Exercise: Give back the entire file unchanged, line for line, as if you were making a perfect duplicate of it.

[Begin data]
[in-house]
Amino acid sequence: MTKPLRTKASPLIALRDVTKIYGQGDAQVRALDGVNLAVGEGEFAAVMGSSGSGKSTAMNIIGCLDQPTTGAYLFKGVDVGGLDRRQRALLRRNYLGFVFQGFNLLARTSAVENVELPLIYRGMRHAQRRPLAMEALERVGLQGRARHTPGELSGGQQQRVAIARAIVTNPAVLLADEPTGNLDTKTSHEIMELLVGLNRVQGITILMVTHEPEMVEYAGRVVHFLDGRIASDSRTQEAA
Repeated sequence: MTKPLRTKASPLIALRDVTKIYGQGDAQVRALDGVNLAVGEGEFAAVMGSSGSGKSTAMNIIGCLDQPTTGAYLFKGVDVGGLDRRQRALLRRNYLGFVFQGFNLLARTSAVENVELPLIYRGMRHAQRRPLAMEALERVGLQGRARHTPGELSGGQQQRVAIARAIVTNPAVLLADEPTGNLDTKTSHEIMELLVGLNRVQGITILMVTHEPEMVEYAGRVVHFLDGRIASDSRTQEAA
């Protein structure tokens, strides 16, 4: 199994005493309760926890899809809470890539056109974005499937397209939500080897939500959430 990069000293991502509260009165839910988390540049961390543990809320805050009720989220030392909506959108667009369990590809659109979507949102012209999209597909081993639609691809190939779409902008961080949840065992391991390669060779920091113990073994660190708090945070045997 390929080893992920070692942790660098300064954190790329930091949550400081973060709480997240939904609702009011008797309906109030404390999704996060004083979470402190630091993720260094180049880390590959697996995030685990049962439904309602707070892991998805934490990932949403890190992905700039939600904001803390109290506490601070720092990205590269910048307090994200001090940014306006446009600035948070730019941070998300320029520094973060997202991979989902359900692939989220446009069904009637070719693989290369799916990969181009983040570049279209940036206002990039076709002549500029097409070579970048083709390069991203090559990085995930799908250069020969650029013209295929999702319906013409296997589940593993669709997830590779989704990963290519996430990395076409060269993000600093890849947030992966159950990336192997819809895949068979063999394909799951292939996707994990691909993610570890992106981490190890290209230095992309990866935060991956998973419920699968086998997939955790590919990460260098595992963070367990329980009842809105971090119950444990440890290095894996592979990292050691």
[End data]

[in-house]
Amino acid sequence: MTKPLRTKASPLIALRDVTKIYGQGDAQVRALDGVNLAVGEGEFAAVMGSSGSGKSTAMNIIGCLDQPTTGAYLFKGVDVGGLDRRQRALLRRNYLGFVFQGFNLLARTSAVENVELPLIYRGMRHAQRRPLAMEALERVGLQGRARHTPGELSGGQQQRVAIARAIVTNPAVLLADEPTGNLDTKTSHEIMELLVGLNRVQGITILMVTHEPEMVEYAGRVVHFLDGRIASDSRTQEAA
Repeated sequence: MTKPLRTKASPLIALRDVTKIYGQGDAQVRALDGVNLAVGEGEFAAVMGSSGSGKSTAMNIIGCLDQPTTGAYLFKGVDVGGLDRRQRALLRRNYLGFVFQGFNLLARTSAVENVELPLIYRGMRHAQRRPLAMEALERVGLQGRARHTPGELSGGQQQRVAIARAIVTNPAVLLADEPTGNLDTKTSHEIMELLVGLNRVQGITILMVTHEPEMVEYAGRVVHFLDGRIASDSRTQEAA
């Protein structure tokens, strides 16, 4: 199994005493309760926890899809809470890539056109974005499937397209939500080897939500959430 990069000293991502509260009165839910988390540049961390543990809320805050009720989220030392909506959108667009369990590809659109979507949102012209999209597909081993639609691809190939779409902008961080949840065992391991390669060779920091113990073994660190708090945070045997 390929080893992920070692942790660098300064954190790329930091949550400081973060709480997240939904609702009011008797309906109030404390999704996060004083979470402190630091993720260094180049880390590959697996995030685990049962439904309602707070892991998805934490990932949403890190992905700039939600904001803390109290506490601070720092990205590269910048307090994200001090940014306006446009600035948070730019941070998300320029520094973060997202991979989902359900692939989220446009069904009637070719693989290369799916990969181009983040570049279209940036206002990039076709002549500029097409070579970048083709390069991203090559990085995930799908250069020969650029013209295929999702319906013409296997589940593993669709997830590779989704990963290519996430990395076409060269993000600093890849947030992966159950990336192997819809895949068979063999394909799951292939996707994990691909993610570890992106981490190890290209230095992309990866935060991956998973419920699968086998997939955790590919990460260098595992963070367990329980009842809105971090119950444990440890290095894996592979990292050691």